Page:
However, on a crop sensor body, this lens has an effective focal length of around 75mm, making it a nice short-telephoto option for sports, nature and wildlife photography, and even portraits.
The Best Nikon Telephoto Lens: 18-300mm f/3.5-6.3 ED VR
Though this lens is not compatible with Nikon's full frame cameras, it certainly represents one of the best lenses that reach the telephoto range for crop sensor shooters.
Sure, this lens isn't the best lens when it comes to optic performance, but it's certainly no slouch, either.
Like the other lenses on this list, this one is supremely versatile.
However, where the first two are prime lenses, this zoom lens gives you an incredible range of focal lengths from 18mm on the wide end to 300mm on the telephoto end.
That means that with one lens you can photograph landscapes scenes, take close-up portraits, and sit in the stands at the game and get up-close shots of the action as well.
It's heavier than the other two lenses - 19.4 ounces - but it still isn't a behemoth that makes you feel like you're lifting weights each time you bring your camera to your eye to take a photo.
While this lens isn't going to do you any favors in low-light conditions, what it will do is give you the ability to take photos of just about any subject during the daylight hours, and if you ask me, that's not a bad tradeoff at all.
And on those occasions when it's a little too dark, this lens has Nikon's Vibration Reduction, so you can get up to four stops of extra shutter speed without getting motion blur.
If you're looking for a single lens to buy, this is probably your best bet, simply because of its incredible range of focal lengths.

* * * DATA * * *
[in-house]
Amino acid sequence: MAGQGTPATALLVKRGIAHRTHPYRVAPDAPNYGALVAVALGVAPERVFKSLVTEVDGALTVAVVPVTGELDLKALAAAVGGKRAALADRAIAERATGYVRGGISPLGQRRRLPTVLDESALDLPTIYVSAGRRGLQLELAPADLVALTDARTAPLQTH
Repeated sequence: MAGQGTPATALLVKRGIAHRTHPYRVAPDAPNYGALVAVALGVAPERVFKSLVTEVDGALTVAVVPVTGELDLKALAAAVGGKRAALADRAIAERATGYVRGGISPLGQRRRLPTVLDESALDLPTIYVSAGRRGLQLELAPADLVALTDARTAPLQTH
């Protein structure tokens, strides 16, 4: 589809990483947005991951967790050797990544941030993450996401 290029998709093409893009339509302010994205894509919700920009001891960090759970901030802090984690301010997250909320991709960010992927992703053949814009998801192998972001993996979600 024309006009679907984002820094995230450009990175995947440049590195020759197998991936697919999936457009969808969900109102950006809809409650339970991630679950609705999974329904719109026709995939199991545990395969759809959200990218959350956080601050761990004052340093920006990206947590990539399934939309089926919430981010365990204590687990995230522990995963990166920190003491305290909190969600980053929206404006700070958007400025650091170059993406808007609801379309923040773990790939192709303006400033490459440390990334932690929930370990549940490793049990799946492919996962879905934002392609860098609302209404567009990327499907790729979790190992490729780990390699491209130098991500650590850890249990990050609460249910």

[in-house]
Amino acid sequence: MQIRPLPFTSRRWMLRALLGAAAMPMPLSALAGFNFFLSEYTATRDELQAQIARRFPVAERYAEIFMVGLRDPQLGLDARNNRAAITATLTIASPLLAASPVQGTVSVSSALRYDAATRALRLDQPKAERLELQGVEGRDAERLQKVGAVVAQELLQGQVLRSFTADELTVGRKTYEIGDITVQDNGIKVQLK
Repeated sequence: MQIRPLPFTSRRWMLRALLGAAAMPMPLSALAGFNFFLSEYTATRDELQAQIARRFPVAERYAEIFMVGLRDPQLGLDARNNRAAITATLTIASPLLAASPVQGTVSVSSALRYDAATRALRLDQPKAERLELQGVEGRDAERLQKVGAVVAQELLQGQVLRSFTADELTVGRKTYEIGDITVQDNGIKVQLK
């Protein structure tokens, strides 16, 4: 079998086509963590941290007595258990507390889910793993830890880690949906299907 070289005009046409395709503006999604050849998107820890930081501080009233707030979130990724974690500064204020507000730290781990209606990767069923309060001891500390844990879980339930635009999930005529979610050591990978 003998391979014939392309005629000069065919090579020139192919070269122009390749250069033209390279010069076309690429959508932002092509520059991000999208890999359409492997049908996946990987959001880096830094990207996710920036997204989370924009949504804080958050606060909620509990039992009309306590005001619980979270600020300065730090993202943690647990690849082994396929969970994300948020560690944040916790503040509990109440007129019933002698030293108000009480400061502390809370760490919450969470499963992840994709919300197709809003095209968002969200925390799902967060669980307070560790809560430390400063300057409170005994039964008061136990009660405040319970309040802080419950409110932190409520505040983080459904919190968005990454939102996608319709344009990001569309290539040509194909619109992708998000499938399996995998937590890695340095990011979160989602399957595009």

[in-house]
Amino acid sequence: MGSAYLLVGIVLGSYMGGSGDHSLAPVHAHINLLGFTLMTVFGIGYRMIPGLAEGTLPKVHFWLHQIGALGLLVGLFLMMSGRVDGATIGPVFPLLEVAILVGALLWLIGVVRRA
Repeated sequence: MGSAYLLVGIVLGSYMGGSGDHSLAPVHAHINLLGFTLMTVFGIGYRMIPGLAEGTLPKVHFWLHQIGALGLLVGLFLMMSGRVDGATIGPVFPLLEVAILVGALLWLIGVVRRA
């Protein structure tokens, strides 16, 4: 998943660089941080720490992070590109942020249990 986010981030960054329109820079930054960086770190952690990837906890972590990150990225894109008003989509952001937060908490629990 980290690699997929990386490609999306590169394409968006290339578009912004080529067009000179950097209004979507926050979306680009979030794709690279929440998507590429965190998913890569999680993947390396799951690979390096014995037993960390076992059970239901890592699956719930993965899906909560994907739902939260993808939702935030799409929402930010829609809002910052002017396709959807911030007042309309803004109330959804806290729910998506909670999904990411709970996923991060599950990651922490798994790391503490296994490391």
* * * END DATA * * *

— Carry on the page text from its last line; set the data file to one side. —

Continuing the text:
Wrapping It Up
A key thing to remember when looking for a new lens is that you don't have to buy a new lens at all.
There are plenty of photographers out there that have well-cared-for gear that they want to sell, so buying used is a great idea if you want good glass at a good price.
Better yet, there's places like Lensfinder that, as you can tell by the name, specialize as a marketplace for finding lenses.
If you're in the market for a lens, just head over to their website, enter your criteria, and they'll show you a selection of lenses that are currently for sale.
What's great about Lensfinder is that it's a community of photographers that are interested in buying and selling lenses.
That means the lenses listed for sale on the site aren't bogus ripoffs - they're listed by real, actual people that have signed up for a free account.
You can communicate with other buyers and sellers right from within Lensfinder, so you don't have to worry about giving out your phone or email address.
On top of that, Lensfinder has a rating system, so you can quickly determine if a seller has been on the up-and-up.
And once you find a lens, you can pay for it via PayPal, making it a safe, easy way to get yourself a new lens or two.
See Lensfinder for yourself, and see what lenses you might want to pick up!